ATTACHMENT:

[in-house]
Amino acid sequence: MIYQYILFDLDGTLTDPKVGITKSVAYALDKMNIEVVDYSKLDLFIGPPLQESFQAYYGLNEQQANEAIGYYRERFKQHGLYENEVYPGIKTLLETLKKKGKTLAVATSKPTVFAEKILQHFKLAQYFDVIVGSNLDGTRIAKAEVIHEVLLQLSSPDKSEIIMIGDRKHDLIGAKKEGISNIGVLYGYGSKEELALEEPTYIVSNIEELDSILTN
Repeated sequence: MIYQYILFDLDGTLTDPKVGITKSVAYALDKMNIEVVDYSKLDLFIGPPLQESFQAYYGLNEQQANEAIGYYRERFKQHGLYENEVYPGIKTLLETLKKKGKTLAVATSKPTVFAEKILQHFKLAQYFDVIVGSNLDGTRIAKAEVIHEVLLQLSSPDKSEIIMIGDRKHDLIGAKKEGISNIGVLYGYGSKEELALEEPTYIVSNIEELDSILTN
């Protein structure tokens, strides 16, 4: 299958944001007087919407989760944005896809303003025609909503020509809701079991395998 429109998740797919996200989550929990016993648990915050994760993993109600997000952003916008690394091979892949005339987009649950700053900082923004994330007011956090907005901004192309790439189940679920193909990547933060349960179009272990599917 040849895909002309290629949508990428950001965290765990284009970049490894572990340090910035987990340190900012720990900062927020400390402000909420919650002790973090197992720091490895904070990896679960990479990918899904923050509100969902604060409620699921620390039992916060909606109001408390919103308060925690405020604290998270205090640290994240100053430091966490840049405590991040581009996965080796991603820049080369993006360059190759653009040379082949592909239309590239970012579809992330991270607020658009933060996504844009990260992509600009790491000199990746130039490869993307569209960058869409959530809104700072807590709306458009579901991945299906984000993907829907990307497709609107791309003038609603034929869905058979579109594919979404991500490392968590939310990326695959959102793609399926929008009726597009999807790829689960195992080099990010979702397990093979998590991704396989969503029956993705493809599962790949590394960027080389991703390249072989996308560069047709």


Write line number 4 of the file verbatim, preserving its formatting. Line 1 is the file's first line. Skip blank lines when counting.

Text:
């Protein structure tokens, strides 16, 4: 299958944001007087919407989760944005896809303003025609909503020509809701079991395998 429109998740797919996200989550929990016993648990915050994760993993109600997000952003916008690394091979892949005339987009649950700053900082923004994330007011956090907005901004192309790439189940679920193909990547933060349960179009272990599917 040849895909002309290629949508990428950001965290765990284009970049490894572990340090910035987990340190900012720990900062927020400390402000909420919650002790973090197992720091490895904070990896679960990479990918899904923050509100969902604060409620699921620390039992916060909606109001408390919103308060925690405020604290998270205090640290994240100053430091966490840049405590991040581009996965080796991603820049080369993006360059190759653009040379082949592909239309590239970012579809992330991270607020658009933060996504844009990260992509600009790491000199990746130039490869993307569209960058869409959530809104700072807590709306458009579901991945299906984000993907829907990307497709609107791309003038609603034929869905058979579109594919979404991500490392968590939310990326695959959102793609399926929008009726597009999807790829689960195992080099990010979702397990093979998590991704396989969503029956993705493809599962790949590394960027080389991703390249072989996308560069047709």